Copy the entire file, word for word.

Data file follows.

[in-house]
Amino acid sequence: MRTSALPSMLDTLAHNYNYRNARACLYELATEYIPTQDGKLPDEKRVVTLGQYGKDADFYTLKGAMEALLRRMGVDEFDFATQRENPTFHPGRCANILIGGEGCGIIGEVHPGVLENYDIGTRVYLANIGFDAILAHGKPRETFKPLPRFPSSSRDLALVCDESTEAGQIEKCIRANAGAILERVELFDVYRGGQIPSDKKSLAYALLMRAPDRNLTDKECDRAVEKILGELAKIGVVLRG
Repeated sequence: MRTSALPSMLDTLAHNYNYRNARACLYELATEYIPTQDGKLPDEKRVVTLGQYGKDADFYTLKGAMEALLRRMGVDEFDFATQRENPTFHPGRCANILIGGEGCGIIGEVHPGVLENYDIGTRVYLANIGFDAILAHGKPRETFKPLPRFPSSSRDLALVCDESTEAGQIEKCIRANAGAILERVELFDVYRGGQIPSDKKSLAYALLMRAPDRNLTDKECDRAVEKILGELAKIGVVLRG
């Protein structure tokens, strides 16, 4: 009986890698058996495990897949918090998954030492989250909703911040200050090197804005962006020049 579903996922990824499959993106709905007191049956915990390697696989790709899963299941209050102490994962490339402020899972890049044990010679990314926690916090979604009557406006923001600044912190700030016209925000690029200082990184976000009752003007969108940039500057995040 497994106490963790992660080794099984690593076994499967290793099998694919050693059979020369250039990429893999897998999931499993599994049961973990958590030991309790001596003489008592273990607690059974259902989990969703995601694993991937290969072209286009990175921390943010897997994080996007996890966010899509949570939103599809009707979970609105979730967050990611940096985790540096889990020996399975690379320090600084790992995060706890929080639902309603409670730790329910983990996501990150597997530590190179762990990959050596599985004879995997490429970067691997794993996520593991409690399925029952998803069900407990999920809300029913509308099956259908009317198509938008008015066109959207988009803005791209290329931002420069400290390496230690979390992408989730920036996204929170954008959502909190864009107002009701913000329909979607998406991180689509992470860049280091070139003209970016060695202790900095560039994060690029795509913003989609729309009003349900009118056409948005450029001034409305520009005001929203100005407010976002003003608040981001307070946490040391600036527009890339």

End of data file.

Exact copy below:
[in-house]
Amino acid sequence: MRTSALPSMLDTLAHNYNYRNARACLYELATEYIPTQDGKLPDEKRVVTLGQYGKDADFYTLKGAMEALLRRMGVDEFDFATQRENPTFHPGRCANILIGGEGCGIIGEVHPGVLENYDIGTRVYLANIGFDAILAHGKPRETFKPLPRFPSSSRDLALVCDESTEAGQIEKCIRANAGAILERVELFDVYRGGQIPSDKKSLAYALLMRAPDRNLTDKECDRAVEKILGELAKIGVVLRG
Repeated sequence: MRTSALPSMLDTLAHNYNYRNARACLYELATEYIPTQDGKLPDEKRVVTLGQYGKDADFYTLKGAMEALLRRMGVDEFDFATQRENPTFHPGRCANILIGGEGCGIIGEVHPGVLENYDIGTRVYLANIGFDAILAHGKPRETFKPLPRFPSSSRDLALVCDESTEAGQIEKCIRANAGAILERVELFDVYRGGQIPSDKKSLAYALLMRAPDRNLTDKECDRAVEKILGELAKIGVVLRG
């Protein structure tokens, strides 16, 4: 009986890698058996495990897949918090998954030492989250909703911040200050090197804005962006020049 579903996922990824499959993106709905007191049956915990390697696989790709899963299941209050102490994962490339402020899972890049044990010679990314926690916090979604009557406006923001600044912190700030016209925000690029200082990184976000009752003007969108940039500057995040 497994106490963790992660080794099984690593076994499967290793099998694919050693059979020369250039990429893999897998999931499993599994049961973990958590030991309790001596003489008592273990607690059974259902989990969703995601694993991937290969072209286009990175921390943010897997994080996007996890966010899509949570939103599809009707979970609105979730967050990611940096985790540096889990020996399975690379320090600084790992995060706890929080639902309603409670730790329910983990996501990150597997530590190179762990990959050596599985004879995997490429970067691997794993996520593991409690399925029952998803069900407990999920809300029913509308099956259908009317198509938008008015066109959207988009803005791209290329931002420069400290390496230690979390992408989730920036996204929170954008959502909190864009107002009701913000329909979607998406991180689509992470860049280091070139003209970016060695202790900095560039994060690029795509913003989609729309009003349900009118056409948005450029001034409305520009005001929203100005407010976002003003608040981001307070946490040391600036527009890339």